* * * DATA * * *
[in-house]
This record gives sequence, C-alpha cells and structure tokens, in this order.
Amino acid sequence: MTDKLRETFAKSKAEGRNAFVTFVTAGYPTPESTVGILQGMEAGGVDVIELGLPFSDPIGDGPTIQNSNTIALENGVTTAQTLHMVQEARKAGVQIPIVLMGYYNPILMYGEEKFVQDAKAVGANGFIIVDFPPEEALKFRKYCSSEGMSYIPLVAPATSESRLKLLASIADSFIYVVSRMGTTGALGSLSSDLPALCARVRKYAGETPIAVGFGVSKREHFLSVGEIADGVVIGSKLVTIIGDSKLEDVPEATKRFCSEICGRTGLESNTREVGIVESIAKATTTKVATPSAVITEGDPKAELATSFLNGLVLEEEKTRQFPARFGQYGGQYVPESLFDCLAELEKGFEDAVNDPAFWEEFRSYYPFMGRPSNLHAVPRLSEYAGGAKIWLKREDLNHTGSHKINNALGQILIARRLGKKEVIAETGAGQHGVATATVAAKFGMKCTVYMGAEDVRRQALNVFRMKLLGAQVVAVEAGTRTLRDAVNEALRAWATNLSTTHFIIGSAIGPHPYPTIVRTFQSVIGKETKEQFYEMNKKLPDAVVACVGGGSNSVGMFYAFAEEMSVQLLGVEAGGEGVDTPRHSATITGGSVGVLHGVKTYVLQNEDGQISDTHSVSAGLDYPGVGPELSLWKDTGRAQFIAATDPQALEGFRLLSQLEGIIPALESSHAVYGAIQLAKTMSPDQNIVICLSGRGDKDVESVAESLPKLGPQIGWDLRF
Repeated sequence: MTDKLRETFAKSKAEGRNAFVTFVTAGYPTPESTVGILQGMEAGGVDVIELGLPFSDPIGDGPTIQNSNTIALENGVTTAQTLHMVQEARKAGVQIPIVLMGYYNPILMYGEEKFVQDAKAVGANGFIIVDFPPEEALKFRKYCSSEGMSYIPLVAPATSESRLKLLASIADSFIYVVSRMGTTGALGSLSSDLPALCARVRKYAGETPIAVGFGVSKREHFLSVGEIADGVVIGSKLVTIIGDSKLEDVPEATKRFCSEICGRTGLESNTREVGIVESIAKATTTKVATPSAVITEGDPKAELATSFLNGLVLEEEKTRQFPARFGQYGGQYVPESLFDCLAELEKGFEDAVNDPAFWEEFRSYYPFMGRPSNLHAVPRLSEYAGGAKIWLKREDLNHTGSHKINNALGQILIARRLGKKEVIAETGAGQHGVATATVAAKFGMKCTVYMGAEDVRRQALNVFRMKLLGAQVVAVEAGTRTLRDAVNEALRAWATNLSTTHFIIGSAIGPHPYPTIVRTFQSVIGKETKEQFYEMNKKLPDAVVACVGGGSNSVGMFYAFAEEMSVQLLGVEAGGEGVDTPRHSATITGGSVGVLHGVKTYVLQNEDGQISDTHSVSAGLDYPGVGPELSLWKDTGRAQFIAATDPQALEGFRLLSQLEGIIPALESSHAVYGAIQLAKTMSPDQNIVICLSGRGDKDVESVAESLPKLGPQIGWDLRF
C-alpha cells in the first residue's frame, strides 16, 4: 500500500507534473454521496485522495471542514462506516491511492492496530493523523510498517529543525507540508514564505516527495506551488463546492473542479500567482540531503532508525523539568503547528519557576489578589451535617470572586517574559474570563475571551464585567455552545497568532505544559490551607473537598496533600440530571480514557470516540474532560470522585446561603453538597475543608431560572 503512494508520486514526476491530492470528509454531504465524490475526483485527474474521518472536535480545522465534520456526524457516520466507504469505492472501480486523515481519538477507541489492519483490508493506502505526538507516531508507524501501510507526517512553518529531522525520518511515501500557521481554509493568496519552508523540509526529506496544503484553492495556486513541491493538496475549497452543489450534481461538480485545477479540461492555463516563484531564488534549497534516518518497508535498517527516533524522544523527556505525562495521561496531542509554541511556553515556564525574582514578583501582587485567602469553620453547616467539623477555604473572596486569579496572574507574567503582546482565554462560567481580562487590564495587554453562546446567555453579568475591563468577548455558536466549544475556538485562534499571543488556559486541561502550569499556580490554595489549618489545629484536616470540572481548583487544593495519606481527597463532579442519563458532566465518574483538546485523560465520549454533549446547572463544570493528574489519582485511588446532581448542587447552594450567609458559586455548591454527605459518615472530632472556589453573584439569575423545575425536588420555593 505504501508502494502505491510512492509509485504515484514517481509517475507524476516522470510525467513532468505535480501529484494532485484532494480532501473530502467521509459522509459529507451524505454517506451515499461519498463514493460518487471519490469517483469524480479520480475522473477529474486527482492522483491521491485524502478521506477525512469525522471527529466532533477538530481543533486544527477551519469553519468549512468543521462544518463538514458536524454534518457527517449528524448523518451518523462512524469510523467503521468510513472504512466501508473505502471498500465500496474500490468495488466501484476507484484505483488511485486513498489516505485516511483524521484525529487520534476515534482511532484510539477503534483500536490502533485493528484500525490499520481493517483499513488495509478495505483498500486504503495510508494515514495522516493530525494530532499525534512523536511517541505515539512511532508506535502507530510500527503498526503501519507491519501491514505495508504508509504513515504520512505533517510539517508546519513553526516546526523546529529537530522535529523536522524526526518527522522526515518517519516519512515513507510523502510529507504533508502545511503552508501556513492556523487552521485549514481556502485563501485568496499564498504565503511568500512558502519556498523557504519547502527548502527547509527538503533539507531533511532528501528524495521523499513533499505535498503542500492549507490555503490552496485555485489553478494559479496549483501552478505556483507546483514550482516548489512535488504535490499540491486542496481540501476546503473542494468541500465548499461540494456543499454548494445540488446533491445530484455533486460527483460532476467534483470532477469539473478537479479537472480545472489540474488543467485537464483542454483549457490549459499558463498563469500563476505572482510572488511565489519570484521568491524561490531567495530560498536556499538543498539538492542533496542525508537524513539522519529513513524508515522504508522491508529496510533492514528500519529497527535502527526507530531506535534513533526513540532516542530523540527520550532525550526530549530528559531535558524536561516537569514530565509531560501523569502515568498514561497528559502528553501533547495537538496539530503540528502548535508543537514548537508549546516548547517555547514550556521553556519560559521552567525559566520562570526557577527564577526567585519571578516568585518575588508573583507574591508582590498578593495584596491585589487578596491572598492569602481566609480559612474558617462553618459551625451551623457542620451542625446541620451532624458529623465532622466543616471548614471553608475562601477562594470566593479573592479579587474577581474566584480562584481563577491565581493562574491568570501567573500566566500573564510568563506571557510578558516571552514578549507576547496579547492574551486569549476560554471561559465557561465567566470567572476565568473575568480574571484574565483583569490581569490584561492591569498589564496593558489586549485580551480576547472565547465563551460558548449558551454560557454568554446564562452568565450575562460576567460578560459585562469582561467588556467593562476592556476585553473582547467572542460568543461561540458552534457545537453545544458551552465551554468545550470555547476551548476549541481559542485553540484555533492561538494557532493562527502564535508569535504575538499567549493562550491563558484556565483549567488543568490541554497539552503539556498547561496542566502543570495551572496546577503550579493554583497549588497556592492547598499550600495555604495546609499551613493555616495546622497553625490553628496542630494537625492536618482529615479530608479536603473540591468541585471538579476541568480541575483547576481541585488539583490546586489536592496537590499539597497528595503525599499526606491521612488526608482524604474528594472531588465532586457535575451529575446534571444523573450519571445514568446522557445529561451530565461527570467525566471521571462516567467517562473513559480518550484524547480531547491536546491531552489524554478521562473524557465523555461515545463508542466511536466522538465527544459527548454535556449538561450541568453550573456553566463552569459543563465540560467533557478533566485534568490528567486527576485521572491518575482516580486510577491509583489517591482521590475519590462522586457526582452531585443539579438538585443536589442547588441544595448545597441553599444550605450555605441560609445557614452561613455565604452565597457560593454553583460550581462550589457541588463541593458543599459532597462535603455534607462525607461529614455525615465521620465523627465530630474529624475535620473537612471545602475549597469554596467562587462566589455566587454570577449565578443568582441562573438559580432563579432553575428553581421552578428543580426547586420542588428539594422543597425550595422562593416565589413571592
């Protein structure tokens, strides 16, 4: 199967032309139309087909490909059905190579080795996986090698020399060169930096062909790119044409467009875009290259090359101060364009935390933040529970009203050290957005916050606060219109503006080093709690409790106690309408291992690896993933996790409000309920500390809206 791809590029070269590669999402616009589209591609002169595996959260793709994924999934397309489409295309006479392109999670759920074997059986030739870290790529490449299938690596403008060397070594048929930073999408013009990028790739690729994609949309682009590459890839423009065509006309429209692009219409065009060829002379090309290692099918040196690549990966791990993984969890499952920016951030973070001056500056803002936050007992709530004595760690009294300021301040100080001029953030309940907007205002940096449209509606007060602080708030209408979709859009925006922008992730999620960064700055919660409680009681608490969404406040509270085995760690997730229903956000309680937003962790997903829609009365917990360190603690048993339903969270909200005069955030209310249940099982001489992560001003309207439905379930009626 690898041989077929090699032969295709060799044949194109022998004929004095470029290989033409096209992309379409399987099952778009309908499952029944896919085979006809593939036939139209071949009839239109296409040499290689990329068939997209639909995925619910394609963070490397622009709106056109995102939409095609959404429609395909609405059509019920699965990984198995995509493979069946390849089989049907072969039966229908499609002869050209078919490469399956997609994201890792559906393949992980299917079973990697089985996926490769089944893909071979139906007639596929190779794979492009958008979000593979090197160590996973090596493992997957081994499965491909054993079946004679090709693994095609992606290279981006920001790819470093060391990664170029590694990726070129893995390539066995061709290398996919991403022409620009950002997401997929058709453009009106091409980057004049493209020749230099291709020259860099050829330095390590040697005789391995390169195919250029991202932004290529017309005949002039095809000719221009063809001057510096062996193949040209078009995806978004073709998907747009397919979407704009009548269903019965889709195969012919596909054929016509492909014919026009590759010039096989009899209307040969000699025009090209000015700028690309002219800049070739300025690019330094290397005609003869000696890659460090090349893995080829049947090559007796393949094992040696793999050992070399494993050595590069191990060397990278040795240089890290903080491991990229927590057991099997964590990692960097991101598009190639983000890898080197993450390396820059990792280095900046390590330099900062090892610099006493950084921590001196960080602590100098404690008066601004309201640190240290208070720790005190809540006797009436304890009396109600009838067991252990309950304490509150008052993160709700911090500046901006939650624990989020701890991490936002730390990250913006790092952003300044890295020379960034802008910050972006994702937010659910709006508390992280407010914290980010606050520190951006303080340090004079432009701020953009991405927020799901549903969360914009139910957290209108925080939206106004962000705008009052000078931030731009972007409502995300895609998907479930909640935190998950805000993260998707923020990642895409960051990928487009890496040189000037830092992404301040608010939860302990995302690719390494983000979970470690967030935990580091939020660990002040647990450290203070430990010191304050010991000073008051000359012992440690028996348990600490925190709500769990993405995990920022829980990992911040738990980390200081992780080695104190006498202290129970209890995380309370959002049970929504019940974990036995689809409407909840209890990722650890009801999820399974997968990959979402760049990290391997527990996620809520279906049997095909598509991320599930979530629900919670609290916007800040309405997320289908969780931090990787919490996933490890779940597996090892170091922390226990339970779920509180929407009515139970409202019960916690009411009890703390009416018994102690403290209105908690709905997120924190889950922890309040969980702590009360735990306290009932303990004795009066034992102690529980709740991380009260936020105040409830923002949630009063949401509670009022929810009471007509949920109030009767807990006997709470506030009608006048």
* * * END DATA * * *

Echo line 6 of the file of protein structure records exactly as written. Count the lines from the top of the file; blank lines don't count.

């Protein structure tokens, strides 16, 4: 199967032309139309087909490909059905190579080795996986090698020399060169930096062909790119044409467009875009290259090359101060364009935390933040529970009203050290957005916050606060219109503006080093709690409790106690309408291992690896993933996790409000309920500390809206 791809590029070269590669999402616009589209591609002169595996959260793709994924999934397309489409295309006479392109999670759920074997059986030739870290790529490449299938690596403008060397070594048929930073999408013009990028790739690729994609949309682009590459890839423009065509006309429209692009219409065009060829002379090309290692099918040196690549990966791990993984969890499952920016951030973070001056500056803002936050007992709530004595760690009294300021301040100080001029953030309940907007205002940096449209509606007060602080708030209408979709859009925006922008992730999620960064700055919660409680009681608490969404406040509270085995760690997730229903956000309680937003962790997903829609009365917990360190603690048993339903969270909200005069955030209310249940099982001489992560001003309207439905379930009626 690898041989077929090699032969295709060799044949194109022998004929004095470029290989033409096209992309379409399987099952778009309908499952029944896919085979006809593939036939139209071949009839239109296409040499290689990329068939997209639909995925619910394609963070490397622009709106056109995102939409095609959404429609395909609405059509019920699965990984198995995509493979069946390849089989049907072969039966229908499609002869050209078919490469399956997609994201890792559906393949992980299917079973990697089985996926490769089944893909071979139906007639596929190779794979492009958008979000593979090197160590996973090596493992997957081994499965491909054993079946004679090709693994095609992606290279981006920001790819470093060391990664170029590694990726070129893995390539066995061709290398996919991403022409620009950002997401997929058709453009009106091409980057004049493209020749230099291709020259860099050829330095390590040697005789391995390169195919250029991202932004290529017309005949002039095809000719221009063809001057510096062996193949040209078009995806978004073709998907747009397919979407704009009548269903019965889709195969012919596909054929016509492909014919026009590759010039096989009899209307040969000699025009090209000015700028690309002219800049070739300025690019330094290397005609003869000696890659460090090349893995080829049947090559007796393949094992040696793999050992070399494993050595590069191990060397990278040795240089890290903080491991990229927590057991099997964590990692960097991101598009190639983000890898080197993450390396820059990792280095900046390590330099900062090892610099006493950084921590001196960080602590100098404690008066601004309201640190240290208070720790005190809540006797009436304890009396109600009838067991252990309950304490509150008052993160709700911090500046901006939650624990989020701890991490936002730390990250913006790092952003300044890295020379960034802008910050972006994702937010659910709006508390992280407010914290980010606050520190951006303080340090004079432009701020953009991405927020799901549903969360914009139910957290209108925080939206106004962000705008009052000078931030731009972007409502995300895609998907479930909640935190998950805000993260998707923020990642895409960051990928487009890496040189000037830092992404301040608010939860302990995302690719390494983000979970470690967030935990580091939020660990002040647990450290203070430990010191304050010991000073008051000359012992440690028996348990600490925190709500769990993405995990920022829980990992911040738990980390200081992780080695104190006498202290129970209890995380309370959002049970929504019940974990036995689809409407909840209890990722650890009801999820399974997968990959979402760049990290391997527990996620809520279906049997095909598509991320599930979530629900919670609290916007800040309405997320289908969780931090990787919490996933490890779940597996090892170091922390226990339970779920509180929407009515139970409202019960916690009411009890703390009416018994102690403290209105908690709905997120924190889950922890309040969980702590009360735990306290009932303990004795009066034992102690529980709740991380009260936020105040409830923002949630009063949401509670009022929810009471007509949920109030009767807990006997709470506030009608006048």